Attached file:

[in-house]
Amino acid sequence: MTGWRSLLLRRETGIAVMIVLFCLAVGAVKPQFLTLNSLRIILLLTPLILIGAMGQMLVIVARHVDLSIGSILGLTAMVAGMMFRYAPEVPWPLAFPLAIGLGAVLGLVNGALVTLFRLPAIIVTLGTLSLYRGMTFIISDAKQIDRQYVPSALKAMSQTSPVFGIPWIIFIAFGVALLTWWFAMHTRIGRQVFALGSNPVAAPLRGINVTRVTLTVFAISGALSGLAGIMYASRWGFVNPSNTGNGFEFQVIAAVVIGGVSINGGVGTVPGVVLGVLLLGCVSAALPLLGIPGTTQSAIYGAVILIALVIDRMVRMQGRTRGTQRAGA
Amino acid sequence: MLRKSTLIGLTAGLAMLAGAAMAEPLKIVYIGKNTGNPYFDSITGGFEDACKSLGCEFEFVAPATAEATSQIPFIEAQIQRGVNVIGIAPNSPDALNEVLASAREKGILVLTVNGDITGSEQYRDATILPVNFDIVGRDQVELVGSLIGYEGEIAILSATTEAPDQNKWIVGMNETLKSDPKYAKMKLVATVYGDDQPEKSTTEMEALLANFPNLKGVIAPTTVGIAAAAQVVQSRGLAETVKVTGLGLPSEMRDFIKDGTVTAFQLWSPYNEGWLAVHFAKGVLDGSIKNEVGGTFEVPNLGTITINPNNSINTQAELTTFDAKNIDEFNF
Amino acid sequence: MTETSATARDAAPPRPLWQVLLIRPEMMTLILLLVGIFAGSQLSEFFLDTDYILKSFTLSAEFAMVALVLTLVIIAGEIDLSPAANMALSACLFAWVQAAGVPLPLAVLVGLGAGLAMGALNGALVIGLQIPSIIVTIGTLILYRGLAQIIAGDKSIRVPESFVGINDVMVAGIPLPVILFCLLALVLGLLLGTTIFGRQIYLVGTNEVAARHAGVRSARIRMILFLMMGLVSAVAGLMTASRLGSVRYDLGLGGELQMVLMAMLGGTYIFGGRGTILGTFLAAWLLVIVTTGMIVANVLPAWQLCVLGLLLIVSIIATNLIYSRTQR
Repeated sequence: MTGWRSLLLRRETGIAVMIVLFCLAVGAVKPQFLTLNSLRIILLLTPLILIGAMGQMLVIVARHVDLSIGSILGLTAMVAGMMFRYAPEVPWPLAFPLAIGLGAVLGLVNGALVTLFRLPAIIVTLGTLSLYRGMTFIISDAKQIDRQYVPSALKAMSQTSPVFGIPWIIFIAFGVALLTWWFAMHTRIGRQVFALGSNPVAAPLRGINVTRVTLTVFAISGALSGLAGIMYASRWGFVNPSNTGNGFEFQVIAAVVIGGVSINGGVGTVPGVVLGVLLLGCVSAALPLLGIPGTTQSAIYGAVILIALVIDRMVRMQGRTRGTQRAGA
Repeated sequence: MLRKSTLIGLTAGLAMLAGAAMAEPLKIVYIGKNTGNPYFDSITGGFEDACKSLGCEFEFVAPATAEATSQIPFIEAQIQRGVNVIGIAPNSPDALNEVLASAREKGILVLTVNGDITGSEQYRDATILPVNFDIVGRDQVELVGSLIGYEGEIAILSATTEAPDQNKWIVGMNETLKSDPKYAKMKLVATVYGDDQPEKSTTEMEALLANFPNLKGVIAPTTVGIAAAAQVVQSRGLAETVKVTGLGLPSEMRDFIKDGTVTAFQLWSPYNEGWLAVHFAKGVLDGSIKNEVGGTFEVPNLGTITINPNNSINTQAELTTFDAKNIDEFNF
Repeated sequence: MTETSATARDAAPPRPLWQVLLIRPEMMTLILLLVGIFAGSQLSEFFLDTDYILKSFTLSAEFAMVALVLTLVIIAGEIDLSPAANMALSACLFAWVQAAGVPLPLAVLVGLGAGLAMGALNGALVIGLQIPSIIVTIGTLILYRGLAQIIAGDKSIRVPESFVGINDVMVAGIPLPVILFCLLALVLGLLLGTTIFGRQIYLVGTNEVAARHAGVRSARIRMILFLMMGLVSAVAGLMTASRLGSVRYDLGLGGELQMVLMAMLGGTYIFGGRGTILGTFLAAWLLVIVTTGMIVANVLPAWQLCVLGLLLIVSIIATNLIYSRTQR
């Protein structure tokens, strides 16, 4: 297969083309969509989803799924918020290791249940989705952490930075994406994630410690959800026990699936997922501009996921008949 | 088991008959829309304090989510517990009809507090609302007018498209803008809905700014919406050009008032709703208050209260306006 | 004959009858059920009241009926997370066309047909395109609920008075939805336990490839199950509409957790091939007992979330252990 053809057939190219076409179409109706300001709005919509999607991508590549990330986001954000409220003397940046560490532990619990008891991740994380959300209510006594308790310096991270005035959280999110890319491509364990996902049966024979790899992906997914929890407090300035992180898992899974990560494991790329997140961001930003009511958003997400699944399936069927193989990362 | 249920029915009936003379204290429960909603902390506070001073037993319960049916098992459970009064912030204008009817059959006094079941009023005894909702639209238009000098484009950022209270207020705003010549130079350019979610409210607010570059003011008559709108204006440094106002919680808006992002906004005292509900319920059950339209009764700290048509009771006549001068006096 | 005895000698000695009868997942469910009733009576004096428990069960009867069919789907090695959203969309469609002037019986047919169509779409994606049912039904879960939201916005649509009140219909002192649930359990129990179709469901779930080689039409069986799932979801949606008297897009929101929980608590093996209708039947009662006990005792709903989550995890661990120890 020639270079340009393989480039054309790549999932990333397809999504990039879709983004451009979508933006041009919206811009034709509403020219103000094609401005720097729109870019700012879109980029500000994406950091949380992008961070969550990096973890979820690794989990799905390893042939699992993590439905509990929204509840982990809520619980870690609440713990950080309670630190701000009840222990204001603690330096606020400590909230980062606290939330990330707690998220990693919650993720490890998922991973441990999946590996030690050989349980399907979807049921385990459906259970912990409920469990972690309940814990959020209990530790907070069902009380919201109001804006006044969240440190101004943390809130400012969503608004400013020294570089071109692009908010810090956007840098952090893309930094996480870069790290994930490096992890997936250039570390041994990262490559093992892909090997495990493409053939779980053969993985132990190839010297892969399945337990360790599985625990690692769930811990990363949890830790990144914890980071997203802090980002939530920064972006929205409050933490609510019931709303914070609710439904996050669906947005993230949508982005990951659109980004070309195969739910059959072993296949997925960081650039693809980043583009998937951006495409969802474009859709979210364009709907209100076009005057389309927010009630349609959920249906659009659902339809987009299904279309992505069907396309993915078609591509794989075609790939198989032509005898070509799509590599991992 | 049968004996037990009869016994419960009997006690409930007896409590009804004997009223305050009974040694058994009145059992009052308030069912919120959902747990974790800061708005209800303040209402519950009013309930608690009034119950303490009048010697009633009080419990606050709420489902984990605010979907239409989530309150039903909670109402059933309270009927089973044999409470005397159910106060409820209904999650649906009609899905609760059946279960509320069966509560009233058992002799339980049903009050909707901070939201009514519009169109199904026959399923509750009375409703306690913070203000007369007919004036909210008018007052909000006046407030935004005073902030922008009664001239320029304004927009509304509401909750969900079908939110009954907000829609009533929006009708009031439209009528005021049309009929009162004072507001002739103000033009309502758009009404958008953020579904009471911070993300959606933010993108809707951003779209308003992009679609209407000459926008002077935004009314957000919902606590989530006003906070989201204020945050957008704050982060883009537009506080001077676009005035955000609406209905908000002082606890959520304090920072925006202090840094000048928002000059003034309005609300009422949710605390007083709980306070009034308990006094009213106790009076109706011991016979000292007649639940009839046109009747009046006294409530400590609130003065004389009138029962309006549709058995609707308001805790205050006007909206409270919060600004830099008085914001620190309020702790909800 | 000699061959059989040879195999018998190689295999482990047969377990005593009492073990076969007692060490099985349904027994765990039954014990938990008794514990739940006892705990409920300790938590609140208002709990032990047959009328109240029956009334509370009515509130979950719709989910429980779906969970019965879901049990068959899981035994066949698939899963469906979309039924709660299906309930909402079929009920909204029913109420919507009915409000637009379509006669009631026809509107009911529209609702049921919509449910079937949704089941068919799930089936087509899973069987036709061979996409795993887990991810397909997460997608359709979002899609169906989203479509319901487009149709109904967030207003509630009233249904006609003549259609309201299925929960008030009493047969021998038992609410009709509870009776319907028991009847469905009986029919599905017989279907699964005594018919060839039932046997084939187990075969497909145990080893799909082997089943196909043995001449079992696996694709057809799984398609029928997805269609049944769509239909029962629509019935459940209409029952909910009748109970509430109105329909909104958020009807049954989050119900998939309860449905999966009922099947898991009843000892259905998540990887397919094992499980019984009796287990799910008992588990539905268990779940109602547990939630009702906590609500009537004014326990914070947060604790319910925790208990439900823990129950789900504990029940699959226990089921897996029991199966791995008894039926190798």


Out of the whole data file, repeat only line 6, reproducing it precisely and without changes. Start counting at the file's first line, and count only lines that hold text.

Repeated sequence: MLRKSTLIGLTAGLAMLAGAAMAEPLKIVYIGKNTGNPYFDSITGGFEDACKSLGCEFEFVAPATAEATSQIPFIEAQIQRGVNVIGIAPNSPDALNEVLASAREKGILVLTVNGDITGSEQYRDATILPVNFDIVGRDQVELVGSLIGYEGEIAILSATTEAPDQNKWIVGMNETLKSDPKYAKMKLVATVYGDDQPEKSTTEMEALLANFPNLKGVIAPTTVGIAAAAQVVQSRGLAETVKVTGLGLPSEMRDFIKDGTVTAFQLWSPYNEGWLAVHFAKGVLDGSIKNEVGGTFEVPNLGTITINPNNSINTQAELTTFDAKNIDEFNF